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Author Topic: sunrise  (Read 2169 times)
button
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« on: January 18, 2009, 09:16:07 PM »
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Enjoy!

John
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kikashi
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« Reply #1 on: January 19, 2009, 02:31:02 AM »
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Quote from: button


Enjoy!

John
I did!

Apart from the bright speck very near the top, just over a third of the way in from the right.

Jeremy
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« Reply #2 on: January 19, 2009, 09:14:05 AM »
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Quote from: kikashi
I did!

Apart from the bright speck very near the top, just over a third of the way in from the right.

Jeremy

Thanks, Jeremy.  I thought about that speck, but I left it alone.  However, I think you're right- it should go.

John
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John R
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« Reply #3 on: January 20, 2009, 04:54:00 AM »
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Enjoy!

John
Fantastic. This shot is good example of what is meant by the art of seeing. Well done.

John R
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« Reply #4 on: January 20, 2009, 09:24:26 AM »
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Quote from: John R
Fantastic. This shot is good example of what is meant by the art of seeing. Well done.

John R

Wow, thanks man!  Since that's the nicest thing anyone has said about any of my shots, I'll lay out its background.  When I went out this past Saturday morning, I had originally intended to take an angled frontal picture of the barn (whose roof you see here), with a backdrop of dramatic, pre-dawn clouds.  However, the clouds that I wanted weren't there, and I figured out pretty quickly that I was either going to have to come up with something else within a few minutes or go home.  

Choosing to stick around, I walked around to the back of the barn and saw a potential shot, but the light changed before I had time to set up the 'pod.  Discouraged, I started to walk back to pack up, when I noticed these flame-like clouds over the barn roof.  Fortunately, I had my 45mm tilt/shift lens on my 5D2, so I set up the 'pod, extending it as high as I could.  I used live view to tilt to the angle of the roof, dialed in f11, and fired off 2 frames of 3 shot, 2 stop brackets.  

When I got home, I did some exposure blending, mainly to cut down on the noise beneath the gutter.  I stitched the two frames in PTGui, and spent most of my time deciding how to crop the shot, since the original frame had much more of the barn and background.  I tried the "less is more" approach with this one, to try to eliminate visual "noise."  It's a simple "rule of thirds" division, with an attempt to create interest with lines and geometry: the roof lines, to my eye, somewhat mirror those in the sky.  I included the gutter, because, hey- look at that patina!  Anyway, glad you like it.  Oh, one more thing: yes, that star in the upper right has got to go.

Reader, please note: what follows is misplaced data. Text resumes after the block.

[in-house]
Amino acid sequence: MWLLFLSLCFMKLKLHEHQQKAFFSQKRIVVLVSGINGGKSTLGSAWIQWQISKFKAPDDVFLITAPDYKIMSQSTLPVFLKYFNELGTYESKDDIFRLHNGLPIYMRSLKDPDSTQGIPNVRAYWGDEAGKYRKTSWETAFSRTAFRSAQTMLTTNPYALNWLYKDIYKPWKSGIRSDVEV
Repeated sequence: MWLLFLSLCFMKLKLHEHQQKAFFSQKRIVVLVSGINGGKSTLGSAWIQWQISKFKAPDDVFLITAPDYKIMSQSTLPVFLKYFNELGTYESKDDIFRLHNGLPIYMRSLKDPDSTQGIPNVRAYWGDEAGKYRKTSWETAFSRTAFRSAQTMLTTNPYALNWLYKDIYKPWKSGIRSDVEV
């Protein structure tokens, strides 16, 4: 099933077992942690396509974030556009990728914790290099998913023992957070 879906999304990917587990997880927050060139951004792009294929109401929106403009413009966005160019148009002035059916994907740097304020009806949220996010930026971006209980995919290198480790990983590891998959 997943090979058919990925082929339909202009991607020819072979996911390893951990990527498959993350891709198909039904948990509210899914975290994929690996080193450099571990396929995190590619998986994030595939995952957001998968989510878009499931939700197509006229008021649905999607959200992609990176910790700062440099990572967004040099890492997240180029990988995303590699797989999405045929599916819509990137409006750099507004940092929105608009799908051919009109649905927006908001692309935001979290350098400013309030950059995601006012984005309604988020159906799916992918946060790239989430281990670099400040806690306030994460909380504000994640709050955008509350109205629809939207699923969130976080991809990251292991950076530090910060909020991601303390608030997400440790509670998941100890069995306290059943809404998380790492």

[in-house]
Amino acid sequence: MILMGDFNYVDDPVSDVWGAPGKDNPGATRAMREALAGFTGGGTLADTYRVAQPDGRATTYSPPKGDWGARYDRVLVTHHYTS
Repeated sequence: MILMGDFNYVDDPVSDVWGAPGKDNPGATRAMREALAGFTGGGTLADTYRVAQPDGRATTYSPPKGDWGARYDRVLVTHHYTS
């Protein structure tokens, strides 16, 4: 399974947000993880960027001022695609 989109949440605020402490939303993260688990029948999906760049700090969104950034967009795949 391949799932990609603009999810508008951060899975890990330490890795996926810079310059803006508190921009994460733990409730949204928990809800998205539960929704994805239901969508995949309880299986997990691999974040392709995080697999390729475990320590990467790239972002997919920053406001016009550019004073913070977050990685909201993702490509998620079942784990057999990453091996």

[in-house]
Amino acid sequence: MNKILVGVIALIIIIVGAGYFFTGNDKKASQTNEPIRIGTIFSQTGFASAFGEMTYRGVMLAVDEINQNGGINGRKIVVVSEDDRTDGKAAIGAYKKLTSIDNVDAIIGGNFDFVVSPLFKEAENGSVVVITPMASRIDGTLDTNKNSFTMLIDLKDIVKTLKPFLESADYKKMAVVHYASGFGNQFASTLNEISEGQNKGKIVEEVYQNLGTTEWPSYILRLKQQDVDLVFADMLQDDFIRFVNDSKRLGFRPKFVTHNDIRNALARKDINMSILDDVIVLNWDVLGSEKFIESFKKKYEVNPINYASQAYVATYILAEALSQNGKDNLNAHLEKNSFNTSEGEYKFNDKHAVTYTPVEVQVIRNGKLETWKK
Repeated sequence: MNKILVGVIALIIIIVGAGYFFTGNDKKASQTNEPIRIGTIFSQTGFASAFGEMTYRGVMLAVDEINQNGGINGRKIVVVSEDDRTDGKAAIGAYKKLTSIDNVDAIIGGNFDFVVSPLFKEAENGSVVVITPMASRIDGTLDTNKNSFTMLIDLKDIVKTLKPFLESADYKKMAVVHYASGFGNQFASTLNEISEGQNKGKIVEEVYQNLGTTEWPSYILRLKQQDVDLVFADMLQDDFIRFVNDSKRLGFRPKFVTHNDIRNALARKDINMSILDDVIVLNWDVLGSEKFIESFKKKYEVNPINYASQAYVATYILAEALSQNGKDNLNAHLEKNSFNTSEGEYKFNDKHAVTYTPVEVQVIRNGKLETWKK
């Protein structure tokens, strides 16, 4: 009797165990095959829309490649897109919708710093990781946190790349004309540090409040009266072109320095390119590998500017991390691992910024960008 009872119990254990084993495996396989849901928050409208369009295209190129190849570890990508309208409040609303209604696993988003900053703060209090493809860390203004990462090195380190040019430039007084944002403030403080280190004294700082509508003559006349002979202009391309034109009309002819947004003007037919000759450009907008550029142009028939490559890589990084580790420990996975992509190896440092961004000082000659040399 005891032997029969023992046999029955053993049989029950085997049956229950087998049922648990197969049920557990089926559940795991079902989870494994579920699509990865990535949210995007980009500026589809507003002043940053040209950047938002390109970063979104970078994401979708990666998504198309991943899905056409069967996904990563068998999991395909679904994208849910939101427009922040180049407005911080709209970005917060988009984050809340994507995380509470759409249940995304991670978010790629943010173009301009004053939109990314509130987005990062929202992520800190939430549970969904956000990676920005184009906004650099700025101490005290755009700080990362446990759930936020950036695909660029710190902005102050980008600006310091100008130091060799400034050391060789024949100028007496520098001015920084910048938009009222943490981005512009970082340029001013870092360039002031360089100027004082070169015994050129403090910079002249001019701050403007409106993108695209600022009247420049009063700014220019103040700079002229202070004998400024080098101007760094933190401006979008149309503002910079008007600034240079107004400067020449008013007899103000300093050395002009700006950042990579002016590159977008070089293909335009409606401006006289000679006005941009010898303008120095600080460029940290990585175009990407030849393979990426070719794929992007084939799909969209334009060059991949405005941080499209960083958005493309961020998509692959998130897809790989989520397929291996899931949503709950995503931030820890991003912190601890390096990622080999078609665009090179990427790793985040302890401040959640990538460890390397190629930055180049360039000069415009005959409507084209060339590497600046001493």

John
« Last Edit: February 03, 2009, 11:20:17 AM by button » Logged
John R
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« Reply #5 on: January 20, 2009, 10:21:37 AM »
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[quote name='button' date='Jan 20 2009, 10:24 AM' post='253367']

Well the image does speak for itself. And I would say, that mad scramble just before the end of day, is what we all experience and keeps us coming back. Only by reviewing your work and being critical can you become concious of how the experience and technique and way of looking at things has helped you, so that you can incorporate it in the future. I think you might be interested in this site which has many examples similar to your image. The gentleman, Stephen Patterson, used to tour all the slide clubs to good reviews and did many novel things with film and cameras long before Photoshop. http://www.stephenpatterson.com/

John R
« Last Edit: January 20, 2009, 12:04:36 PM by John R » Logged
Eric Myrvaagnes
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« Reply #6 on: January 20, 2009, 01:32:16 PM »
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Well done! And well worth the scurrying around and not giving up on your first plan.
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-Eric Myrvaagnes

http://myrvaagnes.com  Visit my website. New images each season.
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« Reply #7 on: January 20, 2009, 03:10:30 PM »
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Quote from: John R
Well the image does speak for itself. And I would say, that mad scramble just before the end of day, is what we all experience and keeps us coming back. Only by reviewing your work and being critical can you become concious of how the experience and technique and way of looking at things has helped you, so that you can incorporate it in the future. I think you might be interested in this site which has many examples similar to your image. The gentleman, Stephen Patterson, used to tour all the slide clubs to good reviews and did many novel things with film and cameras long before Photoshop. http://www.stephenpatterson.com/

John R

Thanks for the comments and the link.   Mr. Patterson has produced some breathtaking work!

John
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